The Triumph of Man is a funny play — sort of like a rollercoaster that was going extremely slow and incredibly fast at the same time.
Based on real-life events (the kidnapping of two South Korean filmmamkers who were forced to make propaganda films for Kim Jong-il), the fictional dictator of an authoritarian regime abducts two foreign actors and forces them to produce a farcical, nationalistic play, penned by himself no less. The actors, risking their lives, use the opportunity to smuggle a lone dissident out of the country. All presented in the most tongue-in-cheek spirits, of course.
But with great laughs came great bouts of confusion. The satire landed like drunken kung-fu, but was overshadowed by copious gags and in-jokes. The tone triple-backflipped between dead serious, farcical, and Rick and Morty-style absurdism.
Don’t immediately start laughing when something funny happens, because the show has the potential to exit the stratosphere of humour without notice, and make you look like an idiot for laughing while planet-side.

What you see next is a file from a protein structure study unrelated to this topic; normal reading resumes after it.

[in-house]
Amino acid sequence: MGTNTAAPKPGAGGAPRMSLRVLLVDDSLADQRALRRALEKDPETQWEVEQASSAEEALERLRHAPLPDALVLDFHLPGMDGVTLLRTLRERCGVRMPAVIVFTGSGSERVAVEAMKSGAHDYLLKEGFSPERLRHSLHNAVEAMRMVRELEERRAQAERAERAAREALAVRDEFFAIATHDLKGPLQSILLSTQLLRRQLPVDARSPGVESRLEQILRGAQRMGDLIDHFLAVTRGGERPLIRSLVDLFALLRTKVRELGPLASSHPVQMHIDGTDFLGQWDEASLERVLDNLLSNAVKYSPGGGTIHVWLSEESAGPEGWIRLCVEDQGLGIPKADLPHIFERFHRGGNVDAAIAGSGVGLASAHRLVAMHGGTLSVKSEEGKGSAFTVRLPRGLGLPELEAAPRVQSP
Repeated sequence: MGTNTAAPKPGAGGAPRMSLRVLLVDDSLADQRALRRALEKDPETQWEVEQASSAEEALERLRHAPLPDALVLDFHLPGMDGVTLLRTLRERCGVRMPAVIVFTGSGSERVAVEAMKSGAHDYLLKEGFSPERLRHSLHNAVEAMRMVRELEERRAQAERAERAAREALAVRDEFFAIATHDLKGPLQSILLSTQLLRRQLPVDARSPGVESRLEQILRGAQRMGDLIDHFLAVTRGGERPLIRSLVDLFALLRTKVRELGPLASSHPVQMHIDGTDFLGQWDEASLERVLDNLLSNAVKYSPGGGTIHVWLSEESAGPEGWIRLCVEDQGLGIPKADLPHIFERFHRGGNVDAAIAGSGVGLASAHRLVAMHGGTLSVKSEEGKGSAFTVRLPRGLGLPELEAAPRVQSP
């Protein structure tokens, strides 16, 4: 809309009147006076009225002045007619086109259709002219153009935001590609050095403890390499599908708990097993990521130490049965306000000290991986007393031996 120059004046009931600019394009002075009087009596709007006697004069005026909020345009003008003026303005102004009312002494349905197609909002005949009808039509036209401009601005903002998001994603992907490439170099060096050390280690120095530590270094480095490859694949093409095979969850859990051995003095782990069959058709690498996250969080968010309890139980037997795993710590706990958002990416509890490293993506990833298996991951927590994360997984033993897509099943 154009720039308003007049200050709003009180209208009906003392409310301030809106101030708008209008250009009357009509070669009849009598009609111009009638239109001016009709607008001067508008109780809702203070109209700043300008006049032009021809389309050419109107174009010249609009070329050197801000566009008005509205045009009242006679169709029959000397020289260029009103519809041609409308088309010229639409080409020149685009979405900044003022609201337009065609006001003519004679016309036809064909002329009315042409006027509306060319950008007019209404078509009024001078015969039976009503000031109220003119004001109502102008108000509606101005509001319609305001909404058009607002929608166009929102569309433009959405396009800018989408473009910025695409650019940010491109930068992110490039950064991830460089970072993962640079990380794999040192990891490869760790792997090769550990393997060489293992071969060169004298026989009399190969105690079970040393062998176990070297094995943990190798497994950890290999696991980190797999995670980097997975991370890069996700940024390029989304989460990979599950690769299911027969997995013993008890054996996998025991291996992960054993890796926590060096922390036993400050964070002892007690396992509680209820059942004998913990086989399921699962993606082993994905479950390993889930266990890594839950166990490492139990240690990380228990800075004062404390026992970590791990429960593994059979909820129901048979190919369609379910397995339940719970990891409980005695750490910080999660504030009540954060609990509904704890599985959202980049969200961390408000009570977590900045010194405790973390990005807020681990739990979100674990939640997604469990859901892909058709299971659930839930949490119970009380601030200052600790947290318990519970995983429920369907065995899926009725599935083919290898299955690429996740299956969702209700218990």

The transverse stage placed the audience on the perimeter of the action, with the actors barely a step away from your toes. Avoid the front row if you respect the boundary between performance and spectatorship, but take it if looking both ways before crossing the road is your favourite part of the day.
The cast put on the best ham in the southern hemisphere, and they held the show together like a team of astronauts piloting a dinghy.
Unfortunately, the show handled the heavy themes of megalomania and censorship like a casual Wikipedia reader; the eulogizing activist character came straight out of a Pepsi ad starring Kendall Jenner; and the show’s best character, General Ferdinand — perfectly performed by Yoz Mensch — suffered from occasional bouts of “sounds like the writer rather than himself.”
If you want to see a staged version of Seth Rogen’s The Interview, I guess this is it. I mean, it was a good movie after all. But there is a gem in here somewhere, buried underneath bizarre fourth-wall breaks, tedious eulogising, and hammy gags.
The Triumph of Man is showing until September 26. Book your tickets here.